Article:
One man is going to extremes to bring attention to climate change.  He swims.  Sometimes in extreme conditions but always challenging.  He has chosen swimming in order to bring attention to the world’s oceans.  He’s just completed a 1km swim in the Arctic.  Apparently, as soon as his body enters the icy water, it shuts out the cold in order to protect his vital organs and his body temperature raises.  This process is known as ‘anticipatory thermogenesis’.

Describing his Arctic swim he said . . . . .

“I am obviously ecstatic to have succeeded but this swim is a triumph and a tragedy – a triumph that I could swim in such ferocious conditions but a tragedy that it’s possible to swim at the North Pole.”

And he’s not just a handsome face with a supple torso.  He studied law, was a maritime lawyer in London and now spends time defending the Earth and lobbying world leaders to protect the environment.  He is also an Ambassador for the WWF.  More info about his campaign on his website

I’m not sure how big a carbon footprint he is leaving in his travels across the world with team in an effort to raise awareness, but I’m sure it’s a lot smaller than the recent Live Earth event.  Good luck to him.


7 responses to this post.

  1. Hi earthPal,

    while I applaud his ‘extraordinary’ effort to raise awareness, and agree that ‘ordinary’ will not change our awareness to the problems we create as only the extraordinary seems to capture attention of people these days.

    I disagree with his message that the ‘ordinary’ will not change the world.

    For it is the simple and ordinary things that will make the difference, like turning out the lights when not needed for instance.

    And it is these little ordinary actions, within our ordinary capabilities, in our ordinary ways, in our daily ordinary lives.

    Things that are easily done. What do you reckon?


  2. little indian, I think a combination of the two.

    I saw the guy being interviewed, or rather heard it on tele. Not just the water being -1.8 degrees C but also the sheer blackness of the sea scared the living daylights out of him.

    It is interesing how some individuals take it upon themselves to save the planet in such a public and dramatic fashion. Being a city boy I’m sure he has had few real problems raising the money needed for his stunts, sorry, … adventures.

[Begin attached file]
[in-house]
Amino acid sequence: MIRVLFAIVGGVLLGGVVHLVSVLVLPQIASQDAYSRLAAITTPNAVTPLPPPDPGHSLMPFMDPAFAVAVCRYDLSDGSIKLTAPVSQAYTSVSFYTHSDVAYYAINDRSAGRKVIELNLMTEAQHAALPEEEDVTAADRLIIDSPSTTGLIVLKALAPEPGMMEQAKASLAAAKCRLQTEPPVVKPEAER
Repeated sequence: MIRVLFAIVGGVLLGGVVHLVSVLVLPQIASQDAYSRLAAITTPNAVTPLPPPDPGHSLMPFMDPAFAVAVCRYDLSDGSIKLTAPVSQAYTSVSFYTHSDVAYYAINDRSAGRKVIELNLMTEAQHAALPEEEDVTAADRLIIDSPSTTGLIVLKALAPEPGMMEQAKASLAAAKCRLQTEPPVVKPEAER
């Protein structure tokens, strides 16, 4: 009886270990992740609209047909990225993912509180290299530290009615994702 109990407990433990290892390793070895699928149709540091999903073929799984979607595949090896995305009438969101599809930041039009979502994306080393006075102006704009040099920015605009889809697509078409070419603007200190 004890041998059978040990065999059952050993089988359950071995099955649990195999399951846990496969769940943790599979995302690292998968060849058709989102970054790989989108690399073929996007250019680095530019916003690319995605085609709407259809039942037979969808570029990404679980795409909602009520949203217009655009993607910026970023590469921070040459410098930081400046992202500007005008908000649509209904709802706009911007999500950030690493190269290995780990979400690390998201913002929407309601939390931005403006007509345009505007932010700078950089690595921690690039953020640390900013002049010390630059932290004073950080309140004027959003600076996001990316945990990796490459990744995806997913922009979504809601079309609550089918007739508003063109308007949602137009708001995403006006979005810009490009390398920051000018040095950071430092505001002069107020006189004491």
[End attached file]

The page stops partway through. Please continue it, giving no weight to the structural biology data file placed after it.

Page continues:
3. thanks matt,

    I am not taking away anything from this gentleman’s achivements. Sometimes something extraordinary needs to be done to give us a jolt.

    I was commenting about the message on his picture.

    If rephrased to “the ordinary will change the world”
    meaning even the apparent ordinaries can be as effective as an extraordinary,
    it may have had a more significant impact.

    Just a thought, really.


  4. That’s a very good and fair point Little Indian. It’s not a very encouraging slogan. All ordinary people living their ordinary lives can do ordinary things that can have an extraordinary outcome.

    And Matt, I think ‘stunt’ is probably as good a word.

    I do think his ‘Arctic swim’ message effectively illustrated the devastating climate change impact in that it was actually possible to swim there because of the rises in the Arctic ocean temperatures. Wouldn’t have been possible a few moons ago.


  5. Bush’s “stunt” saying that the internet took too much energy is a hint of what he and his would do if they were permitted.

    Perhaps what the Washington, and anywhere else, neo-cons would do is switch the whole cyber world off so as to save themselves so much shame.


  6. little indian, I think you make a good big indian point! I agree with what you’re saying whole heartedly.

    Jose, yes, Bush boy would just luv to silence all that criticism and piss taking wouldn’t he. Roll on 2008.


  7. Yes, Bush would just love to get away with banning the internet.

    Roll on 2008 indeed!


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